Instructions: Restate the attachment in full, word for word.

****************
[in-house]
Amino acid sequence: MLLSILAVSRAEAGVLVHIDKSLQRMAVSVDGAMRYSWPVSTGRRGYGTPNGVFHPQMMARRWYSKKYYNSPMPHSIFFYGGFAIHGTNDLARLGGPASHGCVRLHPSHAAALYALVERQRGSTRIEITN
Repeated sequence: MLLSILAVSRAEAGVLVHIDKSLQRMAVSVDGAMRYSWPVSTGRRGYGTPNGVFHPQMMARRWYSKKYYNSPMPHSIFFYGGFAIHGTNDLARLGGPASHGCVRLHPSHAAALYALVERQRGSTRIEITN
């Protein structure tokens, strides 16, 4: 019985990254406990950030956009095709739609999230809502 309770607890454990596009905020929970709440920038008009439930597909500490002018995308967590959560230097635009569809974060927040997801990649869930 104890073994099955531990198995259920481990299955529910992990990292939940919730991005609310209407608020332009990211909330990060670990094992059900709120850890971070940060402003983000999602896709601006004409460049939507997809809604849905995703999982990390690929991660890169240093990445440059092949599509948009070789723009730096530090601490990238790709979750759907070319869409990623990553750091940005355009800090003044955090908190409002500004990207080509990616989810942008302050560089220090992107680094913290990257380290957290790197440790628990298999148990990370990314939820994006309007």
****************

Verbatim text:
[in-house]
Amino acid sequence: MLLSILAVSRAEAGVLVHIDKSLQRMAVSVDGAMRYSWPVSTGRRGYGTPNGVFHPQMMARRWYSKKYYNSPMPHSIFFYGGFAIHGTNDLARLGGPASHGCVRLHPSHAAALYALVERQRGSTRIEITN
Repeated sequence: MLLSILAVSRAEAGVLVHIDKSLQRMAVSVDGAMRYSWPVSTGRRGYGTPNGVFHPQMMARRWYSKKYYNSPMPHSIFFYGGFAIHGTNDLARLGGPASHGCVRLHPSHAAALYALVERQRGSTRIEITN
């Protein structure tokens, strides 16, 4: 019985990254406990950030956009095709739609999230809502 309770607890454990596009905020929970709440920038008009439930597909500490002018995308967590959560230097635009569809974060927040997801990649869930 104890073994099955531990198995259920481990299955529910992990990292939940919730991005609310209407608020332009990211909330990060670990094992059900709120850890971070940060402003983000999602896709601006004409460049939507997809809604849905995703999982990390690929991660890169240093990445440059092949599509948009070789723009730096530090601490990238790709979750759907070319869409990623990553750091940005355009800090003044955090908190409002500004990207080509990616989810942008302050560089220090992107680094913290990257380290957290790197440790628990298999148990990370990314939820994006309007």